Texas Architect March/April 2010: Performance Spaces
This edition highlights architecture deigned for performance throughout Texas, including thoughtful essays about the use of public space and the Dallas Arts District. Texas Architect, the official publication of the Texas Society of Architects|AIA, publishes the best projects by Texas architects and thoughtful articles on design and the architecture industry, and maintains an award-winning standard of quality.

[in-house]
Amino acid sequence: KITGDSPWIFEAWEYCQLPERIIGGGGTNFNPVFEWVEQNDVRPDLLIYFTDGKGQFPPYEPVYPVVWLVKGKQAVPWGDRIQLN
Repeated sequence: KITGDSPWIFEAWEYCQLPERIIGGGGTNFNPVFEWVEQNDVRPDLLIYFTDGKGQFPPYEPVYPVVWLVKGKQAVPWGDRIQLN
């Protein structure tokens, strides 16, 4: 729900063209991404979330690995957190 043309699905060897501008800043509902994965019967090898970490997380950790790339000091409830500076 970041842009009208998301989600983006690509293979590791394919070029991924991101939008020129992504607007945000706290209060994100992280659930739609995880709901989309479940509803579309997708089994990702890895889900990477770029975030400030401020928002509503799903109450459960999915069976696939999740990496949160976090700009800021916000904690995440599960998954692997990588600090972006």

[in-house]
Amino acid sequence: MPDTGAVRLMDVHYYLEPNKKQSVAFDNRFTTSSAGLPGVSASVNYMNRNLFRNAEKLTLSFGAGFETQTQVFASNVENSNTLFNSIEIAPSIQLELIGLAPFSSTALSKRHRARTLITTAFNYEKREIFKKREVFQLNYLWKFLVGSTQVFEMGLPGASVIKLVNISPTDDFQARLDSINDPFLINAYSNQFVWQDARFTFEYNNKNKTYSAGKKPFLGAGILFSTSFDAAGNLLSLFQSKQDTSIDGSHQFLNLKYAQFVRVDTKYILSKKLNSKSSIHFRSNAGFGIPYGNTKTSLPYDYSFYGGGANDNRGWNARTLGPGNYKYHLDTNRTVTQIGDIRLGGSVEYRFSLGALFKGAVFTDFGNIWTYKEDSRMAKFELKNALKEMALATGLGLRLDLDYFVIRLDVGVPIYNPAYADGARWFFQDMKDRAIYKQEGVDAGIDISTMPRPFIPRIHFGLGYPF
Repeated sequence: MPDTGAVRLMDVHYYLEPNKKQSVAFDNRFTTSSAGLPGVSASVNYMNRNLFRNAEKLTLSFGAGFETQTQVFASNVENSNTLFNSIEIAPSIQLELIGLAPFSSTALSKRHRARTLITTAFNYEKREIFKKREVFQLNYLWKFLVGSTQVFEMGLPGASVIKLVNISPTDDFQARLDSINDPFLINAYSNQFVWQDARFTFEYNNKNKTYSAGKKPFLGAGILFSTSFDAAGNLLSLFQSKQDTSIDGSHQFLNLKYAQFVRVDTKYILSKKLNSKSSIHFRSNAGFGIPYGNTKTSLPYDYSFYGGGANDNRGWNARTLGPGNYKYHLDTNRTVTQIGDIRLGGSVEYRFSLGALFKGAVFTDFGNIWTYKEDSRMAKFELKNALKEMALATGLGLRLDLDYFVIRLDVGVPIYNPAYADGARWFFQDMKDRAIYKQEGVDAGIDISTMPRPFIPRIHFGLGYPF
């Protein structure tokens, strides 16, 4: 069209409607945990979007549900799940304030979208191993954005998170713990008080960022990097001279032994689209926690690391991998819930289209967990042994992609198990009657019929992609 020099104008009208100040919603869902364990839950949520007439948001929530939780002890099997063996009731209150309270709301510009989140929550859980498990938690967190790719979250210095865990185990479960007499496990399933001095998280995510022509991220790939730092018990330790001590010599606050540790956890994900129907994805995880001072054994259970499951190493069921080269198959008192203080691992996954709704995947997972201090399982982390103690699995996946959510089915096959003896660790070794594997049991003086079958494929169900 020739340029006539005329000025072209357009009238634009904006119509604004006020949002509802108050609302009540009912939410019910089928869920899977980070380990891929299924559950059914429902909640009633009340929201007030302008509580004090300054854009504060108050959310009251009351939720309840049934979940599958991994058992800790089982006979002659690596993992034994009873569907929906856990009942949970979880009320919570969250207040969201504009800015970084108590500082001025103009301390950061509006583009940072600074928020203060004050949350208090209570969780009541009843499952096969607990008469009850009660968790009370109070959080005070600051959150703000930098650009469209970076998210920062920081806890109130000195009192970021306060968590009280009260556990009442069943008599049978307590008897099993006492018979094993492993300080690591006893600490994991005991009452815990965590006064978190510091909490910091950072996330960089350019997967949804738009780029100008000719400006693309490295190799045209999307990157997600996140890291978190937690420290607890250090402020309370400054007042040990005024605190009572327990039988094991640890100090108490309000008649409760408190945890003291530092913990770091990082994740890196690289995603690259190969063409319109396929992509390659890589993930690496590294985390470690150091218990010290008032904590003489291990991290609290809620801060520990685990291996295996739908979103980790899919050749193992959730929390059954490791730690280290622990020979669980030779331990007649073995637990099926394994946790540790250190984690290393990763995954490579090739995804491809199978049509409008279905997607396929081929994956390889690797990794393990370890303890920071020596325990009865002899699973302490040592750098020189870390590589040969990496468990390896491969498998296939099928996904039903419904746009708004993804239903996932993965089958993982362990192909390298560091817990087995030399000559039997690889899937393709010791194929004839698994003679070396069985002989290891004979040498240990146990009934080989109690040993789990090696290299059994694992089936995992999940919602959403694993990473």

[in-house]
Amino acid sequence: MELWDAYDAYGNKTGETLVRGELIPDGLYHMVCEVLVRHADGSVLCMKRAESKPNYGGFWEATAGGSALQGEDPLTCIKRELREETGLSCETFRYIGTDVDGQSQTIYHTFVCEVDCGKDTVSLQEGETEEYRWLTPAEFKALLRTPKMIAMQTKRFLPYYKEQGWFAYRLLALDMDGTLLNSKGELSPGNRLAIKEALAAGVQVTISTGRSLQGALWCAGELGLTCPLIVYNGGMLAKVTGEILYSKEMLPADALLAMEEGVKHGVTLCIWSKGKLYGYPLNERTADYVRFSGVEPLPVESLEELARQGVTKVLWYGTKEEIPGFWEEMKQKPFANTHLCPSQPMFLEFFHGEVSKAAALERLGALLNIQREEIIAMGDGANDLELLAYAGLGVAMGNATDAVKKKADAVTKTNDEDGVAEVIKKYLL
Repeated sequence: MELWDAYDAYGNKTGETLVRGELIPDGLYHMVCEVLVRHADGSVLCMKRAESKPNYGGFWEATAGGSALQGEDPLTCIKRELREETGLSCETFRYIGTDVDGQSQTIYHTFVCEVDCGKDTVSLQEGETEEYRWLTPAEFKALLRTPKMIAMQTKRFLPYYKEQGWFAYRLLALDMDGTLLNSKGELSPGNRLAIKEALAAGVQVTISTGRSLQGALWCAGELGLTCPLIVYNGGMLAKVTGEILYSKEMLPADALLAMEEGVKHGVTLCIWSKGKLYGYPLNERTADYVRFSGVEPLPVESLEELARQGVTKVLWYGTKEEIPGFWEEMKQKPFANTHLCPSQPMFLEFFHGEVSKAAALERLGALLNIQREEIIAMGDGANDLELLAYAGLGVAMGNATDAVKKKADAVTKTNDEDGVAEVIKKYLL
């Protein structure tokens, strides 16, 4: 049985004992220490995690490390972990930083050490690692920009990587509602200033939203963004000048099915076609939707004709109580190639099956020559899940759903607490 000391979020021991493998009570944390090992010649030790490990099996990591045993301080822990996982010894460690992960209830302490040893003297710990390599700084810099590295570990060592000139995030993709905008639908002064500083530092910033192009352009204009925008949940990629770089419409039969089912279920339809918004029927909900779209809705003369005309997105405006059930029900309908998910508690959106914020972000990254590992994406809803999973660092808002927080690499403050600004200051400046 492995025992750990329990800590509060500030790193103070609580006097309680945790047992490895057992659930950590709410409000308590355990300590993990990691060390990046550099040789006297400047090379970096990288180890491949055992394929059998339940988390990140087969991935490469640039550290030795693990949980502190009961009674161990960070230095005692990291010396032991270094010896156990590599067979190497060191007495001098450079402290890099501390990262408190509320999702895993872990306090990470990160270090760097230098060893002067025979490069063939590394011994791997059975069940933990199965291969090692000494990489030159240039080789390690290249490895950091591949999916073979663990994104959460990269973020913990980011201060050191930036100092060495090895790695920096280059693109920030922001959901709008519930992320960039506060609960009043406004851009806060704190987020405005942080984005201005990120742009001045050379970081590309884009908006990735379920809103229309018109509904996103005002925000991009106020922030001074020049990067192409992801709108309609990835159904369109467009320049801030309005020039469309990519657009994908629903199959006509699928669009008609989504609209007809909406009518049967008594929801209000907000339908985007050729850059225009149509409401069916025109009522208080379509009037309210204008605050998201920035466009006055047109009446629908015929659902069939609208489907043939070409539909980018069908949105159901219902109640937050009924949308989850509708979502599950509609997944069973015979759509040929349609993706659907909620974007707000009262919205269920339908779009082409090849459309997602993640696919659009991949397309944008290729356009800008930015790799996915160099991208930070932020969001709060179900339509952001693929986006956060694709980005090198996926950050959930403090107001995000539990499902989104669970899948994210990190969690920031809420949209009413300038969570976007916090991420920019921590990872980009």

texas architect 3 / 4 2 010 11 AIA Honor for Texas Architect For 60 years, the members of TSA have finan- cially supported Texas Architect through their dues while also contributing in various ways toward making the magazine one of the best AIA component publications. That long-term collective effort is being recognized this year by the AIA with an Institute Honor for Collabora- tive Achievement bestowed as part of the 2010 AIA Honor Awards program. Institute Honors for Collaborative Achieve- ment are presented each year by the AIA to recog- nize and encourage distinguished achievements of allied professionals, clients, organizations, architect teams, knowledge communities, and others who have had a beneficial influence on or advanced the architectural profession. Texas Architect is among three 2010 honorees. The others are the Alaska Design Forum and The Architect’s Newspaper. Other recent recipients have included the periodicals Harvard Design Magazine (2007) and Metropolis Magazine (2009). The list of honorees was announced Jan. 29, with the presentation of awards scheduled on June 11 during the AIA convention in Miami. TA Editor Stephen Sharpe will accept the award on behalf of the magazine’s staff and TSA’s 6,000 members, and will participate in a panel dis- cussion with representatives of other honorees during the AIA convention. Other members of the magazine’s staff include Art Director Julie Pizzo, Assistant Editor Noelle Heinze, and Associate Publisher Andrea Exter. “Receiving this honor underscores how Texas Architect represents a truly collaborative effort among TSA’s members, particularly those who volunteer to write articles and others who help advise TA’s staff through the TSA’s Publications Committee. That’s been the case since David Baer started TA in 1950, with his predecessors making subsequent improvements, most nota- bly in the early 1970s under Jim Pfluger.” Sharpe said. “Because TSA members are committed to Texas Architect, and with the continued support of our advertisers, TA remains an autonomously published magazine. That’s rare among AIA component publications and allows TA’s staff freedom to provide the best architectural journalism in a format that is envied across the nation for its elegant graphic design.” With a circulation of approximately 12,000, Texas Architect’s reach extends far beyond the state’s borders. Subscribers in 40 states are included in TA’s far-flung community of prac- titioners, emerging professionals, architectural students and faculty, and design-savvy mem- bers of the general public. The awards jury’s comments about Texas Architect included the following: “A terrific example of high-quality architectural jour- nalism—a model for state and regional com- ponents. As a public journalistic forum, the breadth [and] depth of content are clearly relevant beyond statewide interest, to national and international, with far-reaching topics of cultural, social, and professional interest.” The nomination for Texas Architect was submitted in October by Jeff Potter, FAIA, who at the time served as AIA Regional Director. The nomination stressed the multi-level col- laboration of TSA members that supports the bimonthly publication known nationally for its high-quality graphic design and editorial excellence. Accompanying the nomination were letters of recommendation written by five esteemed architectural professionals—2006 AIA Gold Medalist Antoine Predock, FAIA; Architectural Record Editor-in-Chief Robert Ivy, FAIA; Bill Lacy, FAIA, former executive direc- tor of the Pritzker Prize; Thomas Fisher, Assoc. AIA, dean of the University of Minnesota’s Col- lege of Design and former editorial director of Progressive Architecture; and Frederic Schwartz, FAIA, an internationally recognized architect based in New York City. Ivy wrote in his letter: “As one who routinely scans the architectural press, this editor has high regard for the work of the Texas Architect. Some association publications are intended for a small, highly targeted audience and hence limited in their range and appeal. However, Texas Architect achieves a graphically distinc- tive, quality-driven result that takes the name and work of Texas Architects far beyond its own borders…Particularly noteworthy are the con- tributing writers outside of the architectural profession, a situation that increases the pub- lication’s credibility and simultaneously brings in complementary points of view.” Fisher stated in his letter: “Our profession has suffered from the paradox of being largely invisible to the public, even as our work remains a pervasive part of people’s daily lives. Publica- tions like Texas Architect address that directly, making not only architecture more visible but also the architectural profession.” More information on Texas Architect’s award is posted at www.aia.org/practicing/awards/ AIAB082152. The jury for the 2010 Collaborative Achieve- ment Award was chaired by Meggan M. Lux, AIA, of Urban Works Architecture in Chi- cago; Terrance J. Brown, FAIA , of WH Pacific in Albuquerque; Barbara A. Nadel, FAIA , of Barbara Nadel Architect in Forest Hills, New York; Thomas McKittrick, FAIA, of Houston; and Peter Steinbrueck, FAIA; of Steinbrueck Urban Strategies in Seattle. Stephen Sharpe AIA Recognizes Brochstein Pavilion One Texas project – the Brochstein Pavilion at Rice University by Thomas Phifer and Partners – is among 14 projects recognized with 2010 Institute Honor Awards for Architecture. Centrally located on the Rice campus, the Raymond and Susan Brochstein Pavilion was conceived as a destination for students and faculty to interact and share ideas in a relaxed environment. Sited at an important intersection of campus pathways to create a new hub of activ- ity, the pavilion encourages interaction without interrupting pedestrian movement through campus. The sensitive addition of trees, foun- tains, and garden seating areas (landscape design by The Office of James Burnett) seamlessly blends the new pavilion into the existing quadrangle. The Brochstein Pavilion is capped by a steel trellis structure that protects the building, extending in all directions to shade the surrounding seating terrace with an array of small aluminum tubes. Jury’s comments included: “The only non- brick building at Rice University, the Brochstein Pavilion is a deceivingly simple glass, alumi- num, and steel jewel that solves complex issues on campus and activates the open space of this important circulation area. Rigorous geom- etry, beautiful proportions, and attention to detailing… Quiet, elegant, and modern amidst traditional buildings, it is an exquisite addition to the campus fabric.” More information on the Honor Awards program is posted at www.aia.org/practicing/ AIAB082029, including a list of the other recog- nized projects.